One of the problems with the existing efforts to build denser neighborhoods that are transit and pedestrian friendly is that–too often–when new residents move into these newly built, denser neighborhoods, too many of these new residents bring their cars with them. The inevitable result of adding more people and their cars into a neighborhood is greater traffic congestion which leads the existing residents to resist further efforts to densify neighborhoods. And, unfortunately for density advocates, creating more traffic congestion also leads to slower and less effective transit service which drives potential transit riders back to their cars. The slower moving buses are also more expensive to operate which makes providing the necessary frequent transit service more costly and less productive.
The Summit neighborhood, however, was born in an era when cars weren’t the default form of transportation and, for the most part, Summit has avoided re-forming itself into a auto-dependent locale. Reviving frequent transit service in the neighborhood wouldn’t be terribly expensive thanks to its close proximity to downtown. Metro currently schedules an off-peak round trip from Summit to downtown and back again at about 28 minutes. That means that 3 buses could easily provide 12 or 15 minute off-peak headways. During peak hours, 4 buses would likely be needed to maintain frequent service standards (peak hour round trips take about 35 minutes). So, reinstating frequent transit service wouldn’t be an extremely expensive undertaking.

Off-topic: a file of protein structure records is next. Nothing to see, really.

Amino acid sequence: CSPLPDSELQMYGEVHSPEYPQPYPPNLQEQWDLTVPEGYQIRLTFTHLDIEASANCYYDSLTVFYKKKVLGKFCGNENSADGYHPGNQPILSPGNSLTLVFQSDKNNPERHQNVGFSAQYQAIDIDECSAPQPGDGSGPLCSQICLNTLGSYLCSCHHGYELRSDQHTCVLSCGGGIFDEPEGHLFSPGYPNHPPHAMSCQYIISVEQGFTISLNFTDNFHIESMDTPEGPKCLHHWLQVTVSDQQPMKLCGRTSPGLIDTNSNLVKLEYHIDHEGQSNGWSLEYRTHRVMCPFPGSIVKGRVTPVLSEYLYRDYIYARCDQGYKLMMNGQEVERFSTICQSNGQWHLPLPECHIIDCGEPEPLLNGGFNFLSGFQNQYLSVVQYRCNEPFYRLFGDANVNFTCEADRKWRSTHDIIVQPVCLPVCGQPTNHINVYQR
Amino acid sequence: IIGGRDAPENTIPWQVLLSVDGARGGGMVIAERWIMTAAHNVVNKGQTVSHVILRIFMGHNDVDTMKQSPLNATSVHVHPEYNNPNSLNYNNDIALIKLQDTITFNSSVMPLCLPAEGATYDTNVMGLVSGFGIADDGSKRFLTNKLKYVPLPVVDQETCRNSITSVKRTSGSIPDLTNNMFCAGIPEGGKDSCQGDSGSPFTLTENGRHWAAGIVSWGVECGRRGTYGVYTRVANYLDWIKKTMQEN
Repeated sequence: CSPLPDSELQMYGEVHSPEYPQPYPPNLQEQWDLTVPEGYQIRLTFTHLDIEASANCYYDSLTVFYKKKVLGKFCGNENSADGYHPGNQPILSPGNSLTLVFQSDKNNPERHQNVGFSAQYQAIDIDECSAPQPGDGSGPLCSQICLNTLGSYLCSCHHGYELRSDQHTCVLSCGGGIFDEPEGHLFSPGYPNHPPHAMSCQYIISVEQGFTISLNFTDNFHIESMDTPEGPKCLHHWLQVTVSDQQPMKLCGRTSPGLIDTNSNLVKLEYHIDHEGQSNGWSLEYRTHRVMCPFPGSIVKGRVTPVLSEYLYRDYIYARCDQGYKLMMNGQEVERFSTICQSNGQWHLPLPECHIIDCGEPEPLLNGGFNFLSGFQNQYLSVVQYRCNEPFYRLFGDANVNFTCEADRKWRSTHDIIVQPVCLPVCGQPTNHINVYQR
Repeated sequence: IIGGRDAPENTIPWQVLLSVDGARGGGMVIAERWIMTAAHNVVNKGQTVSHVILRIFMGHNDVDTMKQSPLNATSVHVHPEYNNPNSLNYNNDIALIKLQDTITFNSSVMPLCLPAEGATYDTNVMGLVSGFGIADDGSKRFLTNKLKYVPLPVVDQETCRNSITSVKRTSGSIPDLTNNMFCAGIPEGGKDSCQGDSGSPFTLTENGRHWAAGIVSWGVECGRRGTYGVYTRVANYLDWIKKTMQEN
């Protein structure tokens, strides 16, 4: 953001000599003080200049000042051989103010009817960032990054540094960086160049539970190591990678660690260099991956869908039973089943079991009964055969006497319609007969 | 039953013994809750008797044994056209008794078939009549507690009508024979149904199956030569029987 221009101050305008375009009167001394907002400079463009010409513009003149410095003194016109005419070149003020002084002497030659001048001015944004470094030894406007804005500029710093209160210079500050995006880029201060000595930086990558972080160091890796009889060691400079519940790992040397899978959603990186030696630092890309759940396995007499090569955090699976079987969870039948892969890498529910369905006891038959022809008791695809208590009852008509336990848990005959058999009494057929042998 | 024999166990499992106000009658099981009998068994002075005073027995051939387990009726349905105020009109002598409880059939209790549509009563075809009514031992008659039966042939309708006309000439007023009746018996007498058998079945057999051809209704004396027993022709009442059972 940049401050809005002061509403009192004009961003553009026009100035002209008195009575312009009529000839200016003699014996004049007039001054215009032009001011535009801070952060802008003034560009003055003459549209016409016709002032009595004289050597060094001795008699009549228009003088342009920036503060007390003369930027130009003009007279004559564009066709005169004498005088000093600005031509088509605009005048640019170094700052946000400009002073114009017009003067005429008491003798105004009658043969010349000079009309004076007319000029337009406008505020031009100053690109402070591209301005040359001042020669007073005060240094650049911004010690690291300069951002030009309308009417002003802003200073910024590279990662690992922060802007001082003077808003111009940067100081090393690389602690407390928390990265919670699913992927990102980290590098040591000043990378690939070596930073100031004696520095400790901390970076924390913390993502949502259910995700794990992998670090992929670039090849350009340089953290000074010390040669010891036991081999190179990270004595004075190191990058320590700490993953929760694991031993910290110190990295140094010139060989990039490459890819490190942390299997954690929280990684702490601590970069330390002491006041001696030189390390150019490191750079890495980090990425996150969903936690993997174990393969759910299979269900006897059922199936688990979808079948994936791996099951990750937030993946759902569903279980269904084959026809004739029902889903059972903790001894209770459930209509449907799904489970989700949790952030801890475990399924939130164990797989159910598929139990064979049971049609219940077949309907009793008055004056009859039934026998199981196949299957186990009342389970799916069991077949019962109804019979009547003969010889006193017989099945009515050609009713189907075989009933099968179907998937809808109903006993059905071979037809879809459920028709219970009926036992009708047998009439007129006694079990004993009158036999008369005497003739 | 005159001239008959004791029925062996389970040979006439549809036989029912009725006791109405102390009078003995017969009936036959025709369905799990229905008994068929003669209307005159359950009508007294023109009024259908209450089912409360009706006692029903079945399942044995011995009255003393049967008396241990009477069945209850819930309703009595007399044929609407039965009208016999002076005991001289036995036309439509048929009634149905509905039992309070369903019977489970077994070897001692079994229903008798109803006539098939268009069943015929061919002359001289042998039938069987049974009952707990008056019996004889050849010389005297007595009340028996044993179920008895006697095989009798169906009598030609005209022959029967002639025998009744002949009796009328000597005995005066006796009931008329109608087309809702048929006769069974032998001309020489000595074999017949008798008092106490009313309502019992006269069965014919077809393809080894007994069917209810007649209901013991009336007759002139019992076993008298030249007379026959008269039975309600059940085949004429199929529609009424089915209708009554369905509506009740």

With frequent bus service reinstated, the Summit area would be a perfect location for more micro-housing units. There already are some micro units and I’m not aware of any negative neighborhood reaction to what has already been built. If parking is the biggest fear that residents usually have about micro housing, then micros should be welcome in a neighborhood that offers frequent transit service and doesn’t offer much parking inventory to begin with.